Microsoft Identifies Critical Android Vulnerabilities

June 21st, 2022
microsoft-vulnerability

Microsoft recently announced they had detected some critical vulnerabilities in a mobile framework used by Android.

The Microsoft 365 Defender Research Team detected flaws in a framework operated by mce Systems last year. The vulnerabilities have been patched now, so are no longer a threat, but did provide full access to phones for a while.

It apparently wasn’t just the framework, some apps also carried a vulnerability that could be leveraged by a hacker. That vulnerability passed checks run by the Google Play Store. In fact, the vulnerabilities were so serious, they had a CVSS score of between 7.0 and 8.9. (CVE-2021-42598, CVE-2021-42599, CVE-2021-42600, and CVE-2021-42601).

Microsoft Swoops In

It’s somewhat ironic that a company known across the globe for security vulnerabilities and providing bugged software managed to spot bugs in more secure software.

But, sometimes, even the mightiest among us make mistakes.

The 365 Defender Research Team were some of the first to identify the vulnerabilities and report them to mce Systems and relevant companies to patch them.

The vulnerabilities tied into the framework that interfaces with Android to perform self-checks and diagnostics. That gave any potential hacker the opportunity for unrivaled access to an Android phone. Microsoft said the vulnerabilities could “allow adversaries to implant a persistent backdoor or take substantial control over the device".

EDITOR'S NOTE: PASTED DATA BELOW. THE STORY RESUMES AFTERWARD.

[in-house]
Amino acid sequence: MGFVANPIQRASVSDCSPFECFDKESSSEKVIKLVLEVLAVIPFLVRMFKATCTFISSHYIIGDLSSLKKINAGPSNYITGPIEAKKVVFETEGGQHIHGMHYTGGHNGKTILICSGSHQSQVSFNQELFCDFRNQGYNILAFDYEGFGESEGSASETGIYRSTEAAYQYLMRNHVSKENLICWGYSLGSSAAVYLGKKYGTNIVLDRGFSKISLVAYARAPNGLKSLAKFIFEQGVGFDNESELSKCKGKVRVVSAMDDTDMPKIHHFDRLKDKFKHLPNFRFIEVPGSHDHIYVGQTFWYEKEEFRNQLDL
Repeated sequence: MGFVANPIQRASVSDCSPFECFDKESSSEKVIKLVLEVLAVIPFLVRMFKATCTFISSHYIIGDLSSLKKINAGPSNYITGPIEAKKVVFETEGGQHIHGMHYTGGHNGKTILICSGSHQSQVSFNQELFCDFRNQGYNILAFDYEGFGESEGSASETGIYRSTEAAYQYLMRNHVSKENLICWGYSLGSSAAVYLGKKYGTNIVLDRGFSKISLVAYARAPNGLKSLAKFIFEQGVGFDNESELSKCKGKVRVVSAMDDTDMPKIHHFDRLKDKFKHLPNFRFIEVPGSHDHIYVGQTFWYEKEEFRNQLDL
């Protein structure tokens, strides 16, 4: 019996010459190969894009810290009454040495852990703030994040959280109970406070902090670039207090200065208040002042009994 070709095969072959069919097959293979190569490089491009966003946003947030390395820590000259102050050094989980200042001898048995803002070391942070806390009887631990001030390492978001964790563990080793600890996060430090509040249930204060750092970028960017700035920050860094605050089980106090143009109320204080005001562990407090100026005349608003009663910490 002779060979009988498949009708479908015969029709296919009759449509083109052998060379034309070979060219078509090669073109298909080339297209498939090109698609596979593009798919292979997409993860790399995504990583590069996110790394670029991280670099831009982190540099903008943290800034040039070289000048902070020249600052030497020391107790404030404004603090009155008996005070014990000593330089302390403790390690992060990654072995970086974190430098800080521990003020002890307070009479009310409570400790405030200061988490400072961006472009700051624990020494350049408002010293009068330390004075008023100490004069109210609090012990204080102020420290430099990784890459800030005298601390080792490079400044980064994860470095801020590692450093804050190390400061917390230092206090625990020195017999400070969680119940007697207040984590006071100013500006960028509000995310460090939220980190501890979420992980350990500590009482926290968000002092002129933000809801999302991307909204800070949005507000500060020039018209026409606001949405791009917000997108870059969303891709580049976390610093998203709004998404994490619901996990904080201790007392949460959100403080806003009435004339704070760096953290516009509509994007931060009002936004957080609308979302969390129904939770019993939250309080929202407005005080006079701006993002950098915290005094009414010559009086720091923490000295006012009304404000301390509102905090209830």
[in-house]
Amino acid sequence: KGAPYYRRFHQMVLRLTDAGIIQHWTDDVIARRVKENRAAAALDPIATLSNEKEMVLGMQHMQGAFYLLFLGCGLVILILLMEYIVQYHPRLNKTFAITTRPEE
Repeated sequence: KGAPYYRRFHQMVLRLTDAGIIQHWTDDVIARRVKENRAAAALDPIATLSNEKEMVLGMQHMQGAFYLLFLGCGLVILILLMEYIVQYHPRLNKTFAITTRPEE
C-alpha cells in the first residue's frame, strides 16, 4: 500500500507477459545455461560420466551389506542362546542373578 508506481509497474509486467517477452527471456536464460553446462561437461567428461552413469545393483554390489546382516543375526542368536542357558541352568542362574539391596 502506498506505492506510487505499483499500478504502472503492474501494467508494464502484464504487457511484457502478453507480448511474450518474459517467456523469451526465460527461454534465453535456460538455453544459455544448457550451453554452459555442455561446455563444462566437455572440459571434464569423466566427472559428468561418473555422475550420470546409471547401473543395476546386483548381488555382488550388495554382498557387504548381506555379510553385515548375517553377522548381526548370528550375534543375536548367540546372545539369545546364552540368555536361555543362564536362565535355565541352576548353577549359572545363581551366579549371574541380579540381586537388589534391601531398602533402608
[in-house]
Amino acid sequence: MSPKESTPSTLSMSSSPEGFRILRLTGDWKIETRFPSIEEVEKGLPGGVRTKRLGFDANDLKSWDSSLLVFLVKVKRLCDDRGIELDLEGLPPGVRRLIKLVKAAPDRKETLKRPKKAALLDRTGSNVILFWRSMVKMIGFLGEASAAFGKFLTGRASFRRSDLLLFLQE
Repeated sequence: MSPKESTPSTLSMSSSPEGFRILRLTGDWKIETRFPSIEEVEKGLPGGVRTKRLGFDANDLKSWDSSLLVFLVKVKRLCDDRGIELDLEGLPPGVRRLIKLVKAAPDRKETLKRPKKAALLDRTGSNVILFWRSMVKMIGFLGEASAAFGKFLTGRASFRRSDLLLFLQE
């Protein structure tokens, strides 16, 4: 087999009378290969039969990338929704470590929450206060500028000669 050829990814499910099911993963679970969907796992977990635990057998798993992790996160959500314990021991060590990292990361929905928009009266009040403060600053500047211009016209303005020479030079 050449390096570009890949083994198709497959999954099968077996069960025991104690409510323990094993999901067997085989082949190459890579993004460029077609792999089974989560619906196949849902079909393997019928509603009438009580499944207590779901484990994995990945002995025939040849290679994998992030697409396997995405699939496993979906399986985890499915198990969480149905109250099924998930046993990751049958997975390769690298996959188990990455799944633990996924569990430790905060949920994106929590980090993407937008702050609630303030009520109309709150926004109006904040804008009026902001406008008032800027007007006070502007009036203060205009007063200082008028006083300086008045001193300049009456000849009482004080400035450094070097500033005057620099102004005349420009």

Fortunately, Microsoft worked with mce Systems to remedy the issue. That, and the process within the Google Play Store that allowed these vulnerabilities through, and the majority of the apps affected have all been fixed.

"We worked closely with mce Systems’ security and engineering teams to mitigate these vulnerabilities," Microsoft said, "which included mce Systems sending an urgent framework update to the impacted providers and releasing fixes for the issues. At the time of publication, there have been no reported signs of these vulnerabilities being exploited in the wild."